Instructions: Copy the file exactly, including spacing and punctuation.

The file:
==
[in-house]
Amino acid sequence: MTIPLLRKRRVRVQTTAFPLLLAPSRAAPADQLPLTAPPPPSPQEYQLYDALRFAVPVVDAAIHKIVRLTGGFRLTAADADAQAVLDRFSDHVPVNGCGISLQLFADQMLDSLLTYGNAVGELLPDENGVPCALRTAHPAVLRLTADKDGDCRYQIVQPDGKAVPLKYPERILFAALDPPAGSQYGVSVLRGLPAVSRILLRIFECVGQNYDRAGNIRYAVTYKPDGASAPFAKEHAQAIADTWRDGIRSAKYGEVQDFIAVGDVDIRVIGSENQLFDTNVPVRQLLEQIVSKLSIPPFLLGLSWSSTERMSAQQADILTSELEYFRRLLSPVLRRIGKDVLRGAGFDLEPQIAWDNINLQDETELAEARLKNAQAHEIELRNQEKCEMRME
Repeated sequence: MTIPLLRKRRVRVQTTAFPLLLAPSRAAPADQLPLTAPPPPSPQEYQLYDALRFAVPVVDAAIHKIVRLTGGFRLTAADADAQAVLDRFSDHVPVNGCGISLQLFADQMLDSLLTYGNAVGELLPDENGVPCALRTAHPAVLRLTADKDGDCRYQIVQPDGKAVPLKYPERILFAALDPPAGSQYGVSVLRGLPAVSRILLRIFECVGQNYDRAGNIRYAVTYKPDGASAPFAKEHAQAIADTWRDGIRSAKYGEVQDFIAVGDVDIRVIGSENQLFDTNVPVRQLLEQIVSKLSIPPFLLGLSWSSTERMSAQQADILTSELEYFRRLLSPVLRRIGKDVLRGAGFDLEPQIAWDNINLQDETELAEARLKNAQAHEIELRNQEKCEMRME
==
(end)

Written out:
[in-house]
Amino acid sequence: MTIPLLRKRRVRVQTTAFPLLLAPSRAAPADQLPLTAPPPPSPQEYQLYDALRFAVPVVDAAIHKIVRLTGGFRLTAADADAQAVLDRFSDHVPVNGCGISLQLFADQMLDSLLTYGNAVGELLPDENGVPCALRTAHPAVLRLTADKDGDCRYQIVQPDGKAVPLKYPERILFAALDPPAGSQYGVSVLRGLPAVSRILLRIFECVGQNYDRAGNIRYAVTYKPDGASAPFAKEHAQAIADTWRDGIRSAKYGEVQDFIAVGDVDIRVIGSENQLFDTNVPVRQLLEQIVSKLSIPPFLLGLSWSSTERMSAQQADILTSELEYFRRLLSPVLRRIGKDVLRGAGFDLEPQIAWDNINLQDETELAEARLKNAQAHEIELRNQEKCEMRME
Repeated sequence: MTIPLLRKRRVRVQTTAFPLLLAPSRAAPADQLPLTAPPPPSPQEYQLYDALRFAVPVVDAAIHKIVRLTGGFRLTAADADAQAVLDRFSDHVPVNGCGISLQLFADQMLDSLLTYGNAVGELLPDENGVPCALRTAHPAVLRLTADKDGDCRYQIVQPDGKAVPLKYPERILFAALDPPAGSQYGVSVLRGLPAVSRILLRIFECVGQNYDRAGNIRYAVTYKPDGASAPFAKEHAQAIADTWRDGIRSAKYGEVQDFIAVGDVDIRVIGSENQLFDTNVPVRQLLEQIVSKLSIPPFLLGLSWSSTERMSAQQADILTSELEYFRRLLSPVLRRIGKDVLRGAGFDLEPQIAWDNINLQDETELAEARLKNAQAHEIELRNQEKCEMRME